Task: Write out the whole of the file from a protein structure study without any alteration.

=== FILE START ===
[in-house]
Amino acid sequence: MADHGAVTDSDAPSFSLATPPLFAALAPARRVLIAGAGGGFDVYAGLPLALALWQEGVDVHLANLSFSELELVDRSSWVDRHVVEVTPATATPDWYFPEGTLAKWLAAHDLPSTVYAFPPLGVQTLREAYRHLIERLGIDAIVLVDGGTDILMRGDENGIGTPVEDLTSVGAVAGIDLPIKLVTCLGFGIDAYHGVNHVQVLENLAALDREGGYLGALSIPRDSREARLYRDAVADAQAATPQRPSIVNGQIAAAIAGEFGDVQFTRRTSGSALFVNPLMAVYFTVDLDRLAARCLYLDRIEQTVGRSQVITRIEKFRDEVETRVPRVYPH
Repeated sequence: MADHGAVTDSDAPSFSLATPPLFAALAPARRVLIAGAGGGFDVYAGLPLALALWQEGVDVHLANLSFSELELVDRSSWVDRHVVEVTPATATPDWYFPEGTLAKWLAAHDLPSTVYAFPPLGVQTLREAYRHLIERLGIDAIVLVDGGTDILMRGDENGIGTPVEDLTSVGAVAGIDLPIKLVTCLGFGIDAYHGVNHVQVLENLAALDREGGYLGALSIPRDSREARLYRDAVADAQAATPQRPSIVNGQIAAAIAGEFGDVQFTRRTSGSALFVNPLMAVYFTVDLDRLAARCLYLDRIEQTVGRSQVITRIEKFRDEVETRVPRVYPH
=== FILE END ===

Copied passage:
[in-house]
Amino acid sequence: MADHGAVTDSDAPSFSLATPPLFAALAPARRVLIAGAGGGFDVYAGLPLALALWQEGVDVHLANLSFSELELVDRSSWVDRHVVEVTPATATPDWYFPEGTLAKWLAAHDLPSTVYAFPPLGVQTLREAYRHLIERLGIDAIVLVDGGTDILMRGDENGIGTPVEDLTSVGAVAGIDLPIKLVTCLGFGIDAYHGVNHVQVLENLAALDREGGYLGALSIPRDSREARLYRDAVADAQAATPQRPSIVNGQIAAAIAGEFGDVQFTRRTSGSALFVNPLMAVYFTVDLDRLAARCLYLDRIEQTVGRSQVITRIEKFRDEVETRVPRVYPH
Repeated sequence: MADHGAVTDSDAPSFSLATPPLFAALAPARRVLIAGAGGGFDVYAGLPLALALWQEGVDVHLANLSFSELELVDRSSWVDRHVVEVTPATATPDWYFPEGTLAKWLAAHDLPSTVYAFPPLGVQTLREAYRHLIERLGIDAIVLVDGGTDILMRGDENGIGTPVEDLTSVGAVAGIDLPIKLVTCLGFGIDAYHGVNHVQVLENLAALDREGGYLGALSIPRDSREARLYRDAVADAQAATPQRPSIVNGQIAAAIAGEFGDVQFTRRTSGSALFVNPLMAVYFTVDLDRLAARCLYLDRIEQTVGRSQVITRIEKFRDEVETRVPRVYPH